RSA Encryption

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    Funniest man in this seat minesweeper's Avatar
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    RSA Encryption

    This explanation and example of RSA encryption is confusing me. I found this in a pdf on the web.



    quote:
    --------------------------------------------------------------------------------

    Example: RSA
    n, e = public key, n = product of two primes p and q
    d = private key
    Encryption: C = M^e mod n
    Decryption: M = C^d mod n
    p, q = 5, 7
    n = p * q = 35
    e = 5
    d = e^-1 mod ((p-1)(q-1)) = 5

    Message M = 4
    Encryption: C = 4^5 mod 35 = 9
    Decryption: M = 9^5 mod 35
    = 59049 mod 35
    = 4


    --------------------------------------------------------------------------------

    If you aren't aware, M is the original message and C is the encrypted message (ciphertext).


    Now, the calculation,

    d = e^-1 mod ((p-1)(q-1)) = 5

    seems to me to be wrong, unless I’m being a complete muppet. Surely it should be,

    d = e^-1 mod ((p-1)(q-1))
    = (1/5) mod 24
    = 0.2.

    However,

    M != 9^0.2 mod 35, so the algorithm wouldn’t work.

    As illustrated in the example, d = 5 makes the algorithm work. But having the private key identical to the public key (or even the inverse of it for that matter) doesn’t strike me as being particularly secure.

    I found a different explanation of RSA that gave the same theory as this one. Can anyone shed some light on how this algorithm is supposed to work?

    Ta Guys.

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    C++ Developer XSquared's Avatar
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    What site did you get this from?
    Naturally I didn't feel inspired enough to read all the links for you, since I already slaved away for long hours under a blistering sun pressing the search button after typing four whole words! - Quzah

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    C++ Developer XSquared's Avatar
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    0.2^-1 == 5.
    Naturally I didn't feel inspired enough to read all the links for you, since I already slaved away for long hours under a blistering sun pressing the search button after typing four whole words! - Quzah

    You. Fetch me my copy of the Wall Street Journal. You two, fight to the death - Stewie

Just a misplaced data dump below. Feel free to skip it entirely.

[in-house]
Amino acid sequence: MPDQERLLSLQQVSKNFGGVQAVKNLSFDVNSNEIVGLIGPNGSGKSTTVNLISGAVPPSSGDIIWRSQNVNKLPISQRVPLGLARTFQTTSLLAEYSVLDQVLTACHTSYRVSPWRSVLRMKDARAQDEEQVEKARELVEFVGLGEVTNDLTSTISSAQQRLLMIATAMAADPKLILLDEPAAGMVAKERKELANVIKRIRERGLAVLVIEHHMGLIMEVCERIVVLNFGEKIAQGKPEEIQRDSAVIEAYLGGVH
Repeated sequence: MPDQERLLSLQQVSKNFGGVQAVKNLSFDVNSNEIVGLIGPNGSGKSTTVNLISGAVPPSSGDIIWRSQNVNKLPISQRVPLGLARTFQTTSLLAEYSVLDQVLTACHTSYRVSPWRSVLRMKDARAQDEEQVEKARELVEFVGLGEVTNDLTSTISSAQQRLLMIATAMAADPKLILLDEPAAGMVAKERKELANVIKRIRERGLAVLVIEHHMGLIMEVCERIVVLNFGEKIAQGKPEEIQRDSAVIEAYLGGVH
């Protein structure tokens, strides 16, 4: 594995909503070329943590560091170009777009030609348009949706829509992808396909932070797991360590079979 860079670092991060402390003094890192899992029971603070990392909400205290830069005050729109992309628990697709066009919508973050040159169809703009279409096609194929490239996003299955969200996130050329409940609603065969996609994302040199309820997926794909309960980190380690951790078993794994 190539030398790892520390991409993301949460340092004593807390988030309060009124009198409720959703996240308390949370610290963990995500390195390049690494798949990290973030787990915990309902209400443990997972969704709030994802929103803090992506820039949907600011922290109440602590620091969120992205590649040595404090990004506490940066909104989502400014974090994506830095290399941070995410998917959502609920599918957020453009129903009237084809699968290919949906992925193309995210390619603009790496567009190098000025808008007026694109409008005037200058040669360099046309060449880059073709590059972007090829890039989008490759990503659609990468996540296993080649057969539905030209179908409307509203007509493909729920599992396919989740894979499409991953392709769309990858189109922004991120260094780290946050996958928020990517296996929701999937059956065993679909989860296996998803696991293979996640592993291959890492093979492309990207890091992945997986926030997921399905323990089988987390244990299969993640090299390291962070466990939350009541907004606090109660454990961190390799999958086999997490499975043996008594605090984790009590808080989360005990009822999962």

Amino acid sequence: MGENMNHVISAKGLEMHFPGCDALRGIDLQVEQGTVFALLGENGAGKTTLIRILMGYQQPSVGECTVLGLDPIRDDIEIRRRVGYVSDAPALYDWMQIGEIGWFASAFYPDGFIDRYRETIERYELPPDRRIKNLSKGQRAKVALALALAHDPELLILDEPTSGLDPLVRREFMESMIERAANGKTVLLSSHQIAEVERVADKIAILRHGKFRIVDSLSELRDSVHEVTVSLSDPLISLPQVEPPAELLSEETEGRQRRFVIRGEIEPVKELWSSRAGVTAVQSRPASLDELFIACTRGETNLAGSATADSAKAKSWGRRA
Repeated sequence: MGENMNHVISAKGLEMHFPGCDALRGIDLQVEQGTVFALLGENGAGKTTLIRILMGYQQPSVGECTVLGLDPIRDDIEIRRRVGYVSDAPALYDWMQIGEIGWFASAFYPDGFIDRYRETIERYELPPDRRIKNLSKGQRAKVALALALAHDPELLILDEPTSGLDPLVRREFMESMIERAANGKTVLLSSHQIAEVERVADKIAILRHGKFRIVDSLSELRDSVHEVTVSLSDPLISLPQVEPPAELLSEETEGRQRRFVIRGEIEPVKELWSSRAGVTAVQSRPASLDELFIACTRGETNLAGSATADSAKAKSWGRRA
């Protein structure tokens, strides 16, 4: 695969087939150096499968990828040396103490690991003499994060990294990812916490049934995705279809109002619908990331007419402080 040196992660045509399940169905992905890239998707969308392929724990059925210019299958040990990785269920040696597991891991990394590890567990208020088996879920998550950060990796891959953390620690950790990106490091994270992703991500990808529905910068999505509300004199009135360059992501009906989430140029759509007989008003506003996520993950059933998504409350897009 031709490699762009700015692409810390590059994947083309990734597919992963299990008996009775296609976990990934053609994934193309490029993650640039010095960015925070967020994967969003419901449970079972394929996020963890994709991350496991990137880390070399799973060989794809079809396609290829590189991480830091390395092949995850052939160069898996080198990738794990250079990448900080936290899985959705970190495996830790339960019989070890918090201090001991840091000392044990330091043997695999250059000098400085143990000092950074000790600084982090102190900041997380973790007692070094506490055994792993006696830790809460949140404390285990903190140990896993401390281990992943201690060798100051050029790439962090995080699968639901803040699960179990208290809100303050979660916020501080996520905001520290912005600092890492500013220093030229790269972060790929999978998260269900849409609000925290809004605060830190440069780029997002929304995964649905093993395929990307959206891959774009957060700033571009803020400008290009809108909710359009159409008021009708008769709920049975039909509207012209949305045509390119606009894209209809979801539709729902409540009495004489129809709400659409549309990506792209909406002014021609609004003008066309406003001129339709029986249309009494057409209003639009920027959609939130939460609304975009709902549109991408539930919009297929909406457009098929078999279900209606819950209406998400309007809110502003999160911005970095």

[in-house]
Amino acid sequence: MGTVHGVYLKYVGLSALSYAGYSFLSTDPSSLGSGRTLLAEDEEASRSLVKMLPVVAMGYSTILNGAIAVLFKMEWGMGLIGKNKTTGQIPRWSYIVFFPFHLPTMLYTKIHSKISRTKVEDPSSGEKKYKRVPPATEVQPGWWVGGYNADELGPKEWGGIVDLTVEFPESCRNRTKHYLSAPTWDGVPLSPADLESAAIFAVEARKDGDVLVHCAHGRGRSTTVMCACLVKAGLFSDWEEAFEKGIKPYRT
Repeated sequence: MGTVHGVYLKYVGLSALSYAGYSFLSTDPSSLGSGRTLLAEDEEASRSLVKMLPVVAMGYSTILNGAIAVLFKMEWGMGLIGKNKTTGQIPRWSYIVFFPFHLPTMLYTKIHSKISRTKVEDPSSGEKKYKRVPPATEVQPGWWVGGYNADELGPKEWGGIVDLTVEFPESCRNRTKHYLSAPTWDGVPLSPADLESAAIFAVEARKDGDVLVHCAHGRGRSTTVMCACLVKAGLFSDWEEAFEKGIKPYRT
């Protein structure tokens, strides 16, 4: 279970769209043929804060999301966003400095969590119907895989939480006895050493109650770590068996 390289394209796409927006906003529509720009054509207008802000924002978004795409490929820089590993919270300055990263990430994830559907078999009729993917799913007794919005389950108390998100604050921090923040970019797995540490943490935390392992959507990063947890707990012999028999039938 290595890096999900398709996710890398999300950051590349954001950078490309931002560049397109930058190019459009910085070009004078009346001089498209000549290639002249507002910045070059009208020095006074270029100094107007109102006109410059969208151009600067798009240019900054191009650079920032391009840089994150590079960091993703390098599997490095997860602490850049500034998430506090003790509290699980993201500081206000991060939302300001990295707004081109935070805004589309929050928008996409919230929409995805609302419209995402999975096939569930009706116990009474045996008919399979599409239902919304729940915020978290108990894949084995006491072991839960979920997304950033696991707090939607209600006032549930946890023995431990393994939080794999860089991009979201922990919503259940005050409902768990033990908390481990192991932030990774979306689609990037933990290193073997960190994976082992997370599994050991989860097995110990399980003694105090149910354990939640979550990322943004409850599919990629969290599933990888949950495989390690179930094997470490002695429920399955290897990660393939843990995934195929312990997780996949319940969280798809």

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    Funniest man in this seat minesweeper's Avatar
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    This was the site I got the pdf from. The relative stuff starts on page 21.

    http://www.cryptoengines.com/~peter/part1.pdf

  5. #5
    Comment your source code! Lynux-Penguin's Avatar
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    http://public.csusm.edu/public/FranzL/M372/numth.pdf

    in the chapter about linear congruences (2 i think) there is an example of RSA encryption, the best I have found so far.

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    Registered User Markallen85's Avatar
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    The way that I was shown to do it is using the Euclidean Algorithm to find d.

    try searching for that on google, I remember there are some examples of it around. like this one:

    http://www.math.umn.edu/~garrett/js/gcd.html

    I can't remember exactly what you do with it, I did all this stuff a long time ago, but it's something like running through Euclid's algorithm with Phi(n) and d, then you retrieve the third column of this process and use it to create e. I've got all the code to do it, but I don't have time to figure out exactly how I wrote it.

    I also wrote a javascript RSA app a few years ago. It's not that great, I'm not even sure if it's still functional (I know it regularly corrupts the last few characters) and the source is horrendous (was actually one of the first programs I ever wrote, so it's full of yukky stuff):

    RSApage

    sorry if all that's a load of babble, I just happen to like RSA quite a bit....

    -mark
    "never argue with an idiot, they will drag you down to their level and beat you with experience"

  7. #7
    Xei
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    Rijndael is the current standard. You can get it on PDF, and it is quite similar.
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